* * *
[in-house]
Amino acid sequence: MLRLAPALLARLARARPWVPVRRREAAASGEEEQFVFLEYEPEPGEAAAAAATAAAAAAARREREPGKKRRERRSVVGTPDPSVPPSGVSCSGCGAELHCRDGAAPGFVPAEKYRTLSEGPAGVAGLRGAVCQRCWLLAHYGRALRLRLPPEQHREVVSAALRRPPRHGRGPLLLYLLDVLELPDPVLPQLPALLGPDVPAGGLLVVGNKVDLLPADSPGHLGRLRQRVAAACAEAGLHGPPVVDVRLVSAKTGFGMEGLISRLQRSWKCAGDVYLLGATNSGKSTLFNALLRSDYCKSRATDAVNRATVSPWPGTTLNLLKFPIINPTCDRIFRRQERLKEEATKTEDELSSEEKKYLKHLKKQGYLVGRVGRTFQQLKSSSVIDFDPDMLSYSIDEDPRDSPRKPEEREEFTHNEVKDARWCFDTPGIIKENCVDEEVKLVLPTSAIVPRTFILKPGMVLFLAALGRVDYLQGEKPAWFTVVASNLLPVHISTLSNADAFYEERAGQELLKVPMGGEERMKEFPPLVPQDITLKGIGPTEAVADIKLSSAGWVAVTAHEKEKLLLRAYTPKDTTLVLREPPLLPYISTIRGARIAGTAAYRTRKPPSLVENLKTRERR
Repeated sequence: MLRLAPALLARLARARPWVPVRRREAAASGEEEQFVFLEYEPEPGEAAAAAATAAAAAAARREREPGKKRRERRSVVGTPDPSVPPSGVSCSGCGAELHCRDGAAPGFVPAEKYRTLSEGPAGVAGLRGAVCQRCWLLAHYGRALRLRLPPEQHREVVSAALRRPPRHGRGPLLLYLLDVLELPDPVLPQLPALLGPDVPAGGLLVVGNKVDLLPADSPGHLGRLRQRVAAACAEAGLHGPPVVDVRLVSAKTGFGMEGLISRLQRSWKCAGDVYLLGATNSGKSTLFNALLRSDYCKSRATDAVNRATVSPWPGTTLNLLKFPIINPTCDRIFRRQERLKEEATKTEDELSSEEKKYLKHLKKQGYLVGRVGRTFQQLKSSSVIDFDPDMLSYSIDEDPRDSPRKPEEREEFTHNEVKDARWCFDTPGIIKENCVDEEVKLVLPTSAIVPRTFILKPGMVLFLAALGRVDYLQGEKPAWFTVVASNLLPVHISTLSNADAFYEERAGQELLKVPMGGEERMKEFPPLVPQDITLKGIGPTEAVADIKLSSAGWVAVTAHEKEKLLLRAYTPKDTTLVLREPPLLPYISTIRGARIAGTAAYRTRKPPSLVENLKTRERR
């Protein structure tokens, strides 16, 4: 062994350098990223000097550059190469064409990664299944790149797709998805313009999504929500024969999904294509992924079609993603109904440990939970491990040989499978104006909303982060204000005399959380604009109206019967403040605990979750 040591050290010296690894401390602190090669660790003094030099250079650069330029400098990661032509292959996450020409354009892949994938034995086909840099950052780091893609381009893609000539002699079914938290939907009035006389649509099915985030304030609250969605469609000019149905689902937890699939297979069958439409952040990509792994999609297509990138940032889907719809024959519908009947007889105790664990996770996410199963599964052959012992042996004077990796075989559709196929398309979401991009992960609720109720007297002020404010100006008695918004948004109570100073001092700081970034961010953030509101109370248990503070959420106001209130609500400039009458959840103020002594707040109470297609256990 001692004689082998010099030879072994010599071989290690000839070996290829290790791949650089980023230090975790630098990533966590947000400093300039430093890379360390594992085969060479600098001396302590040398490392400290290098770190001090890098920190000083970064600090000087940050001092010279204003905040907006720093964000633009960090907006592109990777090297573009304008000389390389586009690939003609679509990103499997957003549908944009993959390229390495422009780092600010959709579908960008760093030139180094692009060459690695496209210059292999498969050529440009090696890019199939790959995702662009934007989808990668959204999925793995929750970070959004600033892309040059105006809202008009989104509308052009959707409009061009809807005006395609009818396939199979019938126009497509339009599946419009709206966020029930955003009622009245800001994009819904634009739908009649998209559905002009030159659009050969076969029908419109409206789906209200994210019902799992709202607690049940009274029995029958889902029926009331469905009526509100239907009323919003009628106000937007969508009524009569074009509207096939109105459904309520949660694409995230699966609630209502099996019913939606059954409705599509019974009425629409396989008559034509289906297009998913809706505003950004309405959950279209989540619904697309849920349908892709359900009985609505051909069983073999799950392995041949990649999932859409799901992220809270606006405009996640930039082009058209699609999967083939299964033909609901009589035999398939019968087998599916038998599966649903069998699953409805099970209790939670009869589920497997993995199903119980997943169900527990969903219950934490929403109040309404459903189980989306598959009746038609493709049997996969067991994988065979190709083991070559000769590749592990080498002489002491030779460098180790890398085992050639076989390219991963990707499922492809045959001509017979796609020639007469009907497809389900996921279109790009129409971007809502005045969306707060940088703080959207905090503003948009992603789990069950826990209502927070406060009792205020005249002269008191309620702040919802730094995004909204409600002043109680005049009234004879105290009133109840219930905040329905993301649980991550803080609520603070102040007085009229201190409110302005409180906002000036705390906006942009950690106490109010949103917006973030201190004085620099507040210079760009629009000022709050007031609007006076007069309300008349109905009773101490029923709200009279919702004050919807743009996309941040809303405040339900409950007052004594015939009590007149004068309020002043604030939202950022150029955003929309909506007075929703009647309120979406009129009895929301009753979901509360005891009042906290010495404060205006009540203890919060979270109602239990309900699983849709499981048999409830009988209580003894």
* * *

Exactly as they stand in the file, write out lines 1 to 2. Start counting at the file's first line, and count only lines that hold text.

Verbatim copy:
[in-house]
Amino acid sequence: MLRLAPALLARLARARPWVPVRRREAAASGEEEQFVFLEYEPEPGEAAAAAATAAAAAAARREREPGKKRRERRSVVGTPDPSVPPSGVSCSGCGAELHCRDGAAPGFVPAEKYRTLSEGPAGVAGLRGAVCQRCWLLAHYGRALRLRLPPEQHREVVSAALRRPPRHGRGPLLLYLLDVLELPDPVLPQLPALLGPDVPAGGLLVVGNKVDLLPADSPGHLGRLRQRVAAACAEAGLHGPPVVDVRLVSAKTGFGMEGLISRLQRSWKCAGDVYLLGATNSGKSTLFNALLRSDYCKSRATDAVNRATVSPWPGTTLNLLKFPIINPTCDRIFRRQERLKEEATKTEDELSSEEKKYLKHLKKQGYLVGRVGRTFQQLKSSSVIDFDPDMLSYSIDEDPRDSPRKPEEREEFTHNEVKDARWCFDTPGIIKENCVDEEVKLVLPTSAIVPRTFILKPGMVLFLAALGRVDYLQGEKPAWFTVVASNLLPVHISTLSNADAFYEERAGQELLKVPMGGEERMKEFPPLVPQDITLKGIGPTEAVADIKLSSAGWVAVTAHEKEKLLLRAYTPKDTTLVLREPPLLPYISTIRGARIAGTAAYRTRKPPSLVENLKTRERR